A History of Battery F,
1st Pennsylvania Light Artillery
Condition : Hardcover – Fine, unused / new condition.
New “old stock” – book is like new, but DJ has light wear.
(purchased from a distributor who was downsizing retail space)
288 pages, over 50 portraits / illustration / maps
A Modern Regimental History, not a reprint.
Dornbush lists no original works on Battery F.
(not to be confused with the Hampton Battery – Battery F, Independent PA Arty)
From Wikipedia Entry for Battery F, 1st Pennsylvania Artillery
Early Civil War : The First Pennsylvania Light Artillery (otherwise known as the 43rd Regiment Pennsylvania Volunteers) was organized in 1861. The regiment left for Washington, D.C. in August of that year. Battery F was formed under Capt. Ezra W. Matthews. Bruce Ricketts joined the service on July 8, as a private of that year, and he was commissioned as first lieutenant in that battery about a month later. The regiment was split up, with individual batteries serving with different divisions of the Army of the Potomac. Battery F first saw combat at the Battle of Dranesville on December 20, 1861. Ricketts’ section had one gun disabled in that action. Later the section served in the defense of Hancock, Maryland, against a foray by Stonewall Jackson.
Battery F served in the Army of Virginia in the corps of Major General Irwin McDowell, joining it on March 21, 1862, at Warrenton, Virginia. In that context it was involved, under Ricketts’ leadership, in a reconnaissance expedition to Rappahannock Station, Virginia, that left on April 7, of that year. This force advanced and then withdrew, having accomplished its information-gathering purpose. Thereafter the battery was involved in the campaign culminating in the Second Battle of Bull Run. Battery F was seriously engaged in the Battle of Cedar Mountain on August 8, helping McDowell cover the retreat of the corps of Major General Nathaniel Banks. The battery helped defend Henry House Hill at Second Bull Run, and it was present at the Battle of Chantilly though not engaged. It also participated in the “artillery hell” of the Battle of Antietam. Lt. Ricketts missed most of these actions while serving on recruiting duty. He returned to the Army of the Potomac on September 23, 1862.
Ricketts commanded Battery F, First Pennsylvania Light Artillery from then on until the summer of 1864. Capt. Matthews went down ill and did not return to battery command. Ricketts was engaged with his guns at the Battle of Fredericksburg, serving with second division I Corps under Major General John F. Reynolds. When Capt. Matthews was promoted to the rank of major, Ricketts became a captain on March 14, 1863. At the Battle of Chancellorsville Ricketts’ battery was with Major General Abner Doubleday’s third division I Corps.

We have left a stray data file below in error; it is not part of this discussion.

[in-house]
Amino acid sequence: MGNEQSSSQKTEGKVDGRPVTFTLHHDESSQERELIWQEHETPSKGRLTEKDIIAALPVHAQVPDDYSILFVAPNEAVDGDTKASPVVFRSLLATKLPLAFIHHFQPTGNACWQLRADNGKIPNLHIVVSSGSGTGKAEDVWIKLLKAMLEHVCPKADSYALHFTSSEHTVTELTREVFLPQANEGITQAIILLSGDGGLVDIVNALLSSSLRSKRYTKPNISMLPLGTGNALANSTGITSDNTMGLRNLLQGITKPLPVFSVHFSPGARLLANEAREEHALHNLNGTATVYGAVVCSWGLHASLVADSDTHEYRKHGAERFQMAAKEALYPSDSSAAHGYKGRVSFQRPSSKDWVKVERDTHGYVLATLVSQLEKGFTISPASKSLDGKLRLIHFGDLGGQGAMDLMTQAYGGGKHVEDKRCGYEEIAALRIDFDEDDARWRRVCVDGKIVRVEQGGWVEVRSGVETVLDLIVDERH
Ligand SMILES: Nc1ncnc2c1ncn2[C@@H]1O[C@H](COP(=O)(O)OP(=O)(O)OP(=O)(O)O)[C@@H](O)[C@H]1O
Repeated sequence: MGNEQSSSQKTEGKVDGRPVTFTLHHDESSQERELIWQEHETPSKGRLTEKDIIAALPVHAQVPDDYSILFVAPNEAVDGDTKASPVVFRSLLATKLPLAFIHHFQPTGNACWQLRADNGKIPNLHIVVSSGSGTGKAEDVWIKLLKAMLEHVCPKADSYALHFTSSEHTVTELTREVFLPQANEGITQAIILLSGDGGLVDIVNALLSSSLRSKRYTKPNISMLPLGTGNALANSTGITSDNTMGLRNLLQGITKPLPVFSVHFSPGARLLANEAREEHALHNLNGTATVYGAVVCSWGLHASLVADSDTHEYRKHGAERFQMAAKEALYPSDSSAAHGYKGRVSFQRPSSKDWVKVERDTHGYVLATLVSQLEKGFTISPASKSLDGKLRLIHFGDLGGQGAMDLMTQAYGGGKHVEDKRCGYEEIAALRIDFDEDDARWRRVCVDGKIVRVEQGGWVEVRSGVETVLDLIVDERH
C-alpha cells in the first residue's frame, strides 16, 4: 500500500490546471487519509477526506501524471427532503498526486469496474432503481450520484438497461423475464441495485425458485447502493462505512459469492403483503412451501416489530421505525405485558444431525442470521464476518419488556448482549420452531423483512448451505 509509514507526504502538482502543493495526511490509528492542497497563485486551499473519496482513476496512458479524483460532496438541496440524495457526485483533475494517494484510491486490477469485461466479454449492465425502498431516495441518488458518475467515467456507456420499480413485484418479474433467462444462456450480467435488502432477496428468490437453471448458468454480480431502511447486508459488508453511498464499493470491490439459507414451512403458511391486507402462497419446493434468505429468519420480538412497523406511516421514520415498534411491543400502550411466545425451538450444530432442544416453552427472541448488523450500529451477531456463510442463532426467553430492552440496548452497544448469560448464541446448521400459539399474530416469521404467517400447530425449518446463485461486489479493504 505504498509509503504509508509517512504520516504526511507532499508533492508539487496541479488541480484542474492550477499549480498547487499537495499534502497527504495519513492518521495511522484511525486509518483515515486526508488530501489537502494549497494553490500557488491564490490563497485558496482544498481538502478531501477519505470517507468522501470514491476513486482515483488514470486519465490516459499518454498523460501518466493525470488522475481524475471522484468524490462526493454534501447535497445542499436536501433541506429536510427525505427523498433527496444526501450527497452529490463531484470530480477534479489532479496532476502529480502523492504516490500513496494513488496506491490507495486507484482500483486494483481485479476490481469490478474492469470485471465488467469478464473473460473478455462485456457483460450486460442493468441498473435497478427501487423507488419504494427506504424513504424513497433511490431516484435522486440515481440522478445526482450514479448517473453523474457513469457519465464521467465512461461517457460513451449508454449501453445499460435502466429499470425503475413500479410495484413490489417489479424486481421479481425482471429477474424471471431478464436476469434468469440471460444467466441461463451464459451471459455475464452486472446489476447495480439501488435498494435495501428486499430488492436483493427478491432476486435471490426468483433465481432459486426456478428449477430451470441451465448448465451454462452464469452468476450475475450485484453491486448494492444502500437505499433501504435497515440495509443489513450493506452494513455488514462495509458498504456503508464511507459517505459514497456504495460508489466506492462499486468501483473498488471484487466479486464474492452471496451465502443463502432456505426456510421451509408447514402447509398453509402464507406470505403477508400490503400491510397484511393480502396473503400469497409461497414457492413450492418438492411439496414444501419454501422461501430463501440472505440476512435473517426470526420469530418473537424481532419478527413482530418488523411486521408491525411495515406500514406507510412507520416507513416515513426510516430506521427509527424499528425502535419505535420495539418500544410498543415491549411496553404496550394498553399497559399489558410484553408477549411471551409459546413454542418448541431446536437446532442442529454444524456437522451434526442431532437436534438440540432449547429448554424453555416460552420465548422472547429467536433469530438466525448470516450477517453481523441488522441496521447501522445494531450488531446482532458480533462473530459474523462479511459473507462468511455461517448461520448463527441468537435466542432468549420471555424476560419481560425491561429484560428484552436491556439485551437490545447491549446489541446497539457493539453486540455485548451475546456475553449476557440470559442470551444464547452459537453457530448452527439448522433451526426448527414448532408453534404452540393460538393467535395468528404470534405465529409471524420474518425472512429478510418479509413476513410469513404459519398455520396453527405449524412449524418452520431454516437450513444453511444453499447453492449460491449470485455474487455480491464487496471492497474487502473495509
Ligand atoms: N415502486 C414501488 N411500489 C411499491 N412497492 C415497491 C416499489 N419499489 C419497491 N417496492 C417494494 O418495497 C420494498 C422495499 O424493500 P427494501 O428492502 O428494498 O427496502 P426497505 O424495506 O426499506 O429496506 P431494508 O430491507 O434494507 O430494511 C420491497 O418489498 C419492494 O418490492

Ricketts’ battery was – beginning on May 13, 1863 – in the third volunteer brigade of the Reserve Artillery under Capt. James F. Huntington. Battery G, First Pennsylvania Light Artillery, was attached to Ricketts’ battery a few weeks before the Battle of Gettysburg, on June 1, 1863. This merger was resented until gunners from Battery G were permitted to form a section of the consolidated battery. This merger took place while the army was marching north in pursuit of the Army of Northern Virginia, beginning on May 15.
Ricketts’ battery arrived in Gettysburg on the Taneytown Road on the morning of July 2, 1863, and replaced Capt. James H. Cooper’s Battery B, First Pennsylvania Light Artillery, on East Cemetery Hill about 4:00 PM. It was exposed to enfilade fire from Benner’s Hill and Seminary Ridge. Around nightfall, two Confederate brigades from the division of Major General Jubal Early attacked the hill. It broke the thin Union front line at the foot of the hill in two places. In other places they were repelled. Some Confederates reached the top of the hill, and one group attacked the left of Ricketts’ battery, trying to spike the guns. The fight for the guns became hand to hand, but the Confederates were unable to capture the whole battery. Eventually Union reinforcements from the II Corps brigade of Col. Samuel S. Carroll drove the Confederates down hill. A monument to the battery stands in the general location of their fight.
After the battle, Ricketts criticized Adelbert Ames’ division of XI Corps, although he probably could not see what was going on down there at the foot of the hill. He thought they fled unnecessarily. Ricketts’ account of the action makes it look as if his battery stood alone for an extended time. However, a less colorful account by a modern historian shows that some of the XI Corps troops had rallied and stood fast atop Cemetery Hill even before reinforcements from Col. Carroll’s brigade of II Corps came up behind Ricketts’ position.
The report that a Confederate veteran looked at Ricketts, a slight man, and commented, “And did this little cuss command Battery Hell!,” may be apocryphal.